BILL ANALYSIS                                                                                                                                                                                                    

                                                                    AB 1934

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          Date of Hearing:  May 11, 2016


                               Lorena Gonzalez, Chair

          1934 (Santiago) - As Amended April 14, 2016

          |Policy       |Housing and Community          |Vote:|6 - 0        |
          |Committee:   |Development                    |     |             |
          |             |                               |     |             |
          |             |                               |     |             |
          |             |Local Government               |     |8 - 0        |
          |             |                               |     |             |
          |             |                               |     |             |

          Urgency:  No  State Mandated Local Program:  YesReimbursable:   


          This bill creates a density bonus for commercial developers that  
          partner with an affordable housing developer to construct a  
          mixed-used development.  Specifically, this bill:

          1)Requires, that when a commercial development agrees to partner  
            with an affordable housing developer to construct a mixed-use  


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            project with housing located onsite, a local government, in  
            addition to granting incentives and concessions under State  
            Density Bonus Law also grant the commercial developer  
            exceptions resulting in significant costs reductions over the  
            maximum allowable intensity in the general plan, zoning  
            ordinance, or regulation, including but not limited to, floor  
            area ratios, and may include modification to development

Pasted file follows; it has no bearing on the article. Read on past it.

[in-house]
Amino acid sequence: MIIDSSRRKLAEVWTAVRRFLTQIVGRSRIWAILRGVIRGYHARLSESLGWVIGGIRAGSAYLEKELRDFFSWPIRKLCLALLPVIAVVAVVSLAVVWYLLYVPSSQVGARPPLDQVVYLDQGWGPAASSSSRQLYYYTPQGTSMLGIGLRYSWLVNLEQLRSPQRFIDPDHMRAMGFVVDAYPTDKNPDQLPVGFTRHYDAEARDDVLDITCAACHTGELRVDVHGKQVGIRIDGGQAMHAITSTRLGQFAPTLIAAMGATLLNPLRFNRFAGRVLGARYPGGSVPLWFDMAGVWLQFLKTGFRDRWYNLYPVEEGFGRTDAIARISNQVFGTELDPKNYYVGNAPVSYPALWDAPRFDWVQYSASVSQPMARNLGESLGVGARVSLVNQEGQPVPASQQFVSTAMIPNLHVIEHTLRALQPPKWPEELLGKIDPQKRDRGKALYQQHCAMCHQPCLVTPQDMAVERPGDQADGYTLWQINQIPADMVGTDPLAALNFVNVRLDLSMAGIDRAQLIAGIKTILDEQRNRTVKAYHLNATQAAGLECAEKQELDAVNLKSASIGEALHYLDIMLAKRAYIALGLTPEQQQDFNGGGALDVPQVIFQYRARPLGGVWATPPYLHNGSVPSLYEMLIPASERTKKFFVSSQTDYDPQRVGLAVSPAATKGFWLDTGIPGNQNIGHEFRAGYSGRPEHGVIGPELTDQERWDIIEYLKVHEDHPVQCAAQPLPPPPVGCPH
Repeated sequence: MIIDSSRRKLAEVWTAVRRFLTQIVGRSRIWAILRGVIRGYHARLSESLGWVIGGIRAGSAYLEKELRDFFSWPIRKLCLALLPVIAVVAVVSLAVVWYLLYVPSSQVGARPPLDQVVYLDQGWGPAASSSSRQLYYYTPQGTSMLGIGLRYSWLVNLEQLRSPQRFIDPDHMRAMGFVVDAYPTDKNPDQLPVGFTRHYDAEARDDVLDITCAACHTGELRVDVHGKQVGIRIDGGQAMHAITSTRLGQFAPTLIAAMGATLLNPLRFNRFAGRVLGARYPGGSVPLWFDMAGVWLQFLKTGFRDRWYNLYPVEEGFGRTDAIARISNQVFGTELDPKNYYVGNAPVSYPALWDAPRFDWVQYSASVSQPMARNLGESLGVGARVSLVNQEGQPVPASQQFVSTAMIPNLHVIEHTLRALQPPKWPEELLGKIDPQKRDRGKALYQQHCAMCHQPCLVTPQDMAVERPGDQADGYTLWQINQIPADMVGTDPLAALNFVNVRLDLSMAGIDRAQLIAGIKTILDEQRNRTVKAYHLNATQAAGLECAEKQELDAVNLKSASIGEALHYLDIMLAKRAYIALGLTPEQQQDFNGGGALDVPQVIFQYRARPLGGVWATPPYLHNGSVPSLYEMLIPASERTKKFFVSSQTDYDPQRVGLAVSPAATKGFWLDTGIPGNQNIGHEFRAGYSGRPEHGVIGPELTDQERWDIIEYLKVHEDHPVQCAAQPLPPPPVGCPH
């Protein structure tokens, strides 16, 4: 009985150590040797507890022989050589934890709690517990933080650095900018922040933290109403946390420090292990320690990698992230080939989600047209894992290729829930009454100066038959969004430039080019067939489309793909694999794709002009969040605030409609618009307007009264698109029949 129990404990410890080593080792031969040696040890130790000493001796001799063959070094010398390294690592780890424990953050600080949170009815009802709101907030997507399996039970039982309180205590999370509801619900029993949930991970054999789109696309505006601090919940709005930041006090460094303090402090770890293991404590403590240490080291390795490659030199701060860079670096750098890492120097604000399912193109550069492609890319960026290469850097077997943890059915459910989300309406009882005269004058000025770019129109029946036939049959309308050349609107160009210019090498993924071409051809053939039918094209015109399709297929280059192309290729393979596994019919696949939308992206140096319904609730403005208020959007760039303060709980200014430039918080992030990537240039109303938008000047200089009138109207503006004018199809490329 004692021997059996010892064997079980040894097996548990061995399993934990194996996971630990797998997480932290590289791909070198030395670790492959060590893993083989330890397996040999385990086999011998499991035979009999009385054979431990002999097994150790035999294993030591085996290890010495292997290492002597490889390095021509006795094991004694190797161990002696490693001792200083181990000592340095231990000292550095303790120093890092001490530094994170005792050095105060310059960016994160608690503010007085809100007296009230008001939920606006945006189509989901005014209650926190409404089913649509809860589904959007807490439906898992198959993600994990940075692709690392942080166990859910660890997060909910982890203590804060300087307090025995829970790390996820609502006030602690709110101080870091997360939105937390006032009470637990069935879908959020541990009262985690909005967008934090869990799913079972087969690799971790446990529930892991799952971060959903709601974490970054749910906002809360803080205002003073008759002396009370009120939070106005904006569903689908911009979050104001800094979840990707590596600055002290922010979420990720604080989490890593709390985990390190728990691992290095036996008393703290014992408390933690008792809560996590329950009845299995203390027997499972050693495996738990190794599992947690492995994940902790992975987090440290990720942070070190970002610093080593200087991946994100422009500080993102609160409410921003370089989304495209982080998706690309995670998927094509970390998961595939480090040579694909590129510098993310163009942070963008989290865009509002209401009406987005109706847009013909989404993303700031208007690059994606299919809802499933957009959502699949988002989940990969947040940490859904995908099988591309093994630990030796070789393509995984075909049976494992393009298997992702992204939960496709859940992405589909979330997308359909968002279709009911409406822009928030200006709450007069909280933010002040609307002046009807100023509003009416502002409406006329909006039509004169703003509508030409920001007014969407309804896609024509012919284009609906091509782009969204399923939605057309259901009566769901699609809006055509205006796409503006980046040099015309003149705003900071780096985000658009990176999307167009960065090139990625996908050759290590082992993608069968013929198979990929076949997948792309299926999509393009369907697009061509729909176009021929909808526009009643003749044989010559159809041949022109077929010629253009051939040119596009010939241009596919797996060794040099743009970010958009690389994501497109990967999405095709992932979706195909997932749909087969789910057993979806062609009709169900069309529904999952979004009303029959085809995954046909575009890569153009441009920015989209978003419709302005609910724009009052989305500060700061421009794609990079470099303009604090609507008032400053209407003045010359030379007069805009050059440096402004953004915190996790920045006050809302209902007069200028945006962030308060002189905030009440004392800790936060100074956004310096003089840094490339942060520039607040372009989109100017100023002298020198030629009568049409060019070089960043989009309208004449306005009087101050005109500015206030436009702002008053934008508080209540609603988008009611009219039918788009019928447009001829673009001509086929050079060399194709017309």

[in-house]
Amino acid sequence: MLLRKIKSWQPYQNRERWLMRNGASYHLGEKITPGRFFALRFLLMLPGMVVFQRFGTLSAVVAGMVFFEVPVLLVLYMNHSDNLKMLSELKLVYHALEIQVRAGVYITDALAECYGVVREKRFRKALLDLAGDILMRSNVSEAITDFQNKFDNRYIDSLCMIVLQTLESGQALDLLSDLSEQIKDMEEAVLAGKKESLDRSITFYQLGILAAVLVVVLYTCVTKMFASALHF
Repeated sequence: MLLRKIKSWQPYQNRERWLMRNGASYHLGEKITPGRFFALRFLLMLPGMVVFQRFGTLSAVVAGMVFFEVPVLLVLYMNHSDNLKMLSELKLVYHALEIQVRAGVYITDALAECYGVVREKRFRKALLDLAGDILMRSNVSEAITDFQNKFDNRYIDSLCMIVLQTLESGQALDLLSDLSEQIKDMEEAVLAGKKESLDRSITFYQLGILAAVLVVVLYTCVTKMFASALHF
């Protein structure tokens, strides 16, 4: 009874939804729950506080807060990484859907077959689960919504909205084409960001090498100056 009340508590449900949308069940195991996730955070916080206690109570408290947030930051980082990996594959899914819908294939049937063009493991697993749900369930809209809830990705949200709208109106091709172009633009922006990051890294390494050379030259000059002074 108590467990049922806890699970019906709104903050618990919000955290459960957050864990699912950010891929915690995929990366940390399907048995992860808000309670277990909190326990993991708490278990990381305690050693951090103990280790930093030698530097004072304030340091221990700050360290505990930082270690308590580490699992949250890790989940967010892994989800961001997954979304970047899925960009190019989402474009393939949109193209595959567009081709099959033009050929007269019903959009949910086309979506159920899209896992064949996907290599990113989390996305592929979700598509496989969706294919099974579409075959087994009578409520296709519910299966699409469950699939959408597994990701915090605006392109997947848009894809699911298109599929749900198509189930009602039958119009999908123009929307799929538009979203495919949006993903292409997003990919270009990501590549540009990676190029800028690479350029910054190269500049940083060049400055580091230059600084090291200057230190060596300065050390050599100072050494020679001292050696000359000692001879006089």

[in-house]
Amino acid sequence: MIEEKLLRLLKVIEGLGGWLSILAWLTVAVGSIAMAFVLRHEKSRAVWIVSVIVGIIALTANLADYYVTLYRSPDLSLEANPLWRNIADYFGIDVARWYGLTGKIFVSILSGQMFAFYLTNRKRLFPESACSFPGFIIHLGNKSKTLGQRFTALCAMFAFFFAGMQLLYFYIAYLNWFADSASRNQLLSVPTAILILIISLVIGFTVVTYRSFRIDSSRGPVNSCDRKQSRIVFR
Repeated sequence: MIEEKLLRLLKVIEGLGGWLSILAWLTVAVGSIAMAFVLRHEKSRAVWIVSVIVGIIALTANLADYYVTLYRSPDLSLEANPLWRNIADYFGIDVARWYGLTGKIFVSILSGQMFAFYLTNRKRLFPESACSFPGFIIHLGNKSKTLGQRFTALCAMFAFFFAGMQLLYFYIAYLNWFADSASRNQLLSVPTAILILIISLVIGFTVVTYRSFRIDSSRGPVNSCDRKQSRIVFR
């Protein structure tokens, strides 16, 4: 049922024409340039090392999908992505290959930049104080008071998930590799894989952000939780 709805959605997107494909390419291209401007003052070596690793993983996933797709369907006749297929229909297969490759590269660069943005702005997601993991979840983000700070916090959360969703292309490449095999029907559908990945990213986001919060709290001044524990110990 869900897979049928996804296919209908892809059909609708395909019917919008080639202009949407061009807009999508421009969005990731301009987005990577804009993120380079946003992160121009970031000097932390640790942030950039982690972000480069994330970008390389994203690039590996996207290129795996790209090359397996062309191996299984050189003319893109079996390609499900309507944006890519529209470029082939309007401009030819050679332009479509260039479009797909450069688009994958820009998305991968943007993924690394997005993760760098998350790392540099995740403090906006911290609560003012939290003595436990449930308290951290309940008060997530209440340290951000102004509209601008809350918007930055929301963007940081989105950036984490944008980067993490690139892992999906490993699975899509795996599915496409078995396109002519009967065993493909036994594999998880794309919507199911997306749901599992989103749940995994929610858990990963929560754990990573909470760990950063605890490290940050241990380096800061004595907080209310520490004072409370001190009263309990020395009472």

standards, such as height and parking requirements.

          2)Declares that the development of affordable housing is a  
            matter of statewide concern and it is not a municipal affair,  
            and therefore, this bill applies to all cities including  
            charter cities.  

          FISCAL EFFECT:

          No state fiscal impact.  Local agencies have the authority to  
          levy fees for related costs and thus, any local costs are not  


          1)Purpose.  According to the author, "Local governments can be  
            wary of high density residential development because of the  
            corresponding increase in demand for public services and  
            infrastructure.  In an era of tight budgets, local governments  
            are also more likely to approve commercial developments which  
            will increase revenues. This bill seeks to marry these two  
            needs:  a) the state's need for affordable housing; and b)  
            local governments' desire for increased revenues, by  
            encouraging non-traditional housing developers to enter the  
            market and think outside the box in their developments."


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          2)Background.  In 1979, the Legislature enacted density bonus  
            law to help address the affordable housing shortage and to